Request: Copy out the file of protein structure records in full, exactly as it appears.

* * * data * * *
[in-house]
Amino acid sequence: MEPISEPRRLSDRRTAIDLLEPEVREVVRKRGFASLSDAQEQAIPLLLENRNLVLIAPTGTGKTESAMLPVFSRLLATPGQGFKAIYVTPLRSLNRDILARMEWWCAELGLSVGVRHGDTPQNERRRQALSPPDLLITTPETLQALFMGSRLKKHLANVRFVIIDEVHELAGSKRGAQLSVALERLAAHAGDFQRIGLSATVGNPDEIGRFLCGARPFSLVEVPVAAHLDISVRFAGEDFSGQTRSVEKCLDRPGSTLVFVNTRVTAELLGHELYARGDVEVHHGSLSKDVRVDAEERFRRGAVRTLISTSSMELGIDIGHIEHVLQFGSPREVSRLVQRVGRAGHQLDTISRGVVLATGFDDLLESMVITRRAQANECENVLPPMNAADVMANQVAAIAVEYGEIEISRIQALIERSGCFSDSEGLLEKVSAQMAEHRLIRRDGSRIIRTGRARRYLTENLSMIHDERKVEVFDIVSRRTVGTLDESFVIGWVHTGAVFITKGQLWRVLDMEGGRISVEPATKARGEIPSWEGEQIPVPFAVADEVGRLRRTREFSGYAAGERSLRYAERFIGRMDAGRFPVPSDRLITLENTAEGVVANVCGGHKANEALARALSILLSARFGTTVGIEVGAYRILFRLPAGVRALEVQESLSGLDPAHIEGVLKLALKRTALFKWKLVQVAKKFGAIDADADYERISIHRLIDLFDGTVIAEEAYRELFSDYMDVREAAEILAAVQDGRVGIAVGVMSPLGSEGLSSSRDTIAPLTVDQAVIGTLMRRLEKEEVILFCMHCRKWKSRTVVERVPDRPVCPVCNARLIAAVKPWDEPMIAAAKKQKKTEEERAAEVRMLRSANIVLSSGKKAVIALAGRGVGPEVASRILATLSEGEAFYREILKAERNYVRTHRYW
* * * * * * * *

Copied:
[in-house]
Amino acid sequence: MEPISEPRRLSDRRTAIDLLEPEVREVVRKRGFASLSDAQEQAIPLLLENRNLVLIAPTGTGKTESAMLPVFSRLLATPGQGFKAIYVTPLRSLNRDILARMEWWCAELGLSVGVRHGDTPQNERRRQALSPPDLLITTPETLQALFMGSRLKKHLANVRFVIIDEVHELAGSKRGAQLSVALERLAAHAGDFQRIGLSATVGNPDEIGRFLCGARPFSLVEVPVAAHLDISVRFAGEDFSGQTRSVEKCLDRPGSTLVFVNTRVTAELLGHELYARGDVEVHHGSLSKDVRVDAEERFRRGAVRTLISTSSMELGIDIGHIEHVLQFGSPREVSRLVQRVGRAGHQLDTISRGVVLATGFDDLLESMVITRRAQANECENVLPPMNAADVMANQVAAIAVEYGEIEISRIQALIERSGCFSDSEGLLEKVSAQMAEHRLIRRDGSRIIRTGRARRYLTENLSMIHDERKVEVFDIVSRRTVGTLDESFVIGWVHTGAVFITKGQLWRVLDMEGGRISVEPATKARGEIPSWEGEQIPVPFAVADEVGRLRRTREFSGYAAGERSLRYAERFIGRMDAGRFPVPSDRLITLENTAEGVVANVCGGHKANEALARALSILLSARFGTTVGIEVGAYRILFRLPAGVRALEVQESLSGLDPAHIEGVLKLALKRTALFKWKLVQVAKKFGAIDADADYERISIHRLIDLFDGTVIAEEAYRELFSDYMDVREAAEILAAVQDGRVGIAVGVMSPLGSEGLSSSRDTIAPLTVDQAVIGTLMRRLEKEEVILFCMHCRKWKSRTVVERVPDRPVCPVCNARLIAAVKPWDEPMIAAAKKQKKTEEERAAEVRMLRSANIVLSSGKKAVIALAGRGVGPEVASRILATLSEGEAFYREILKAERNYVRTHRYW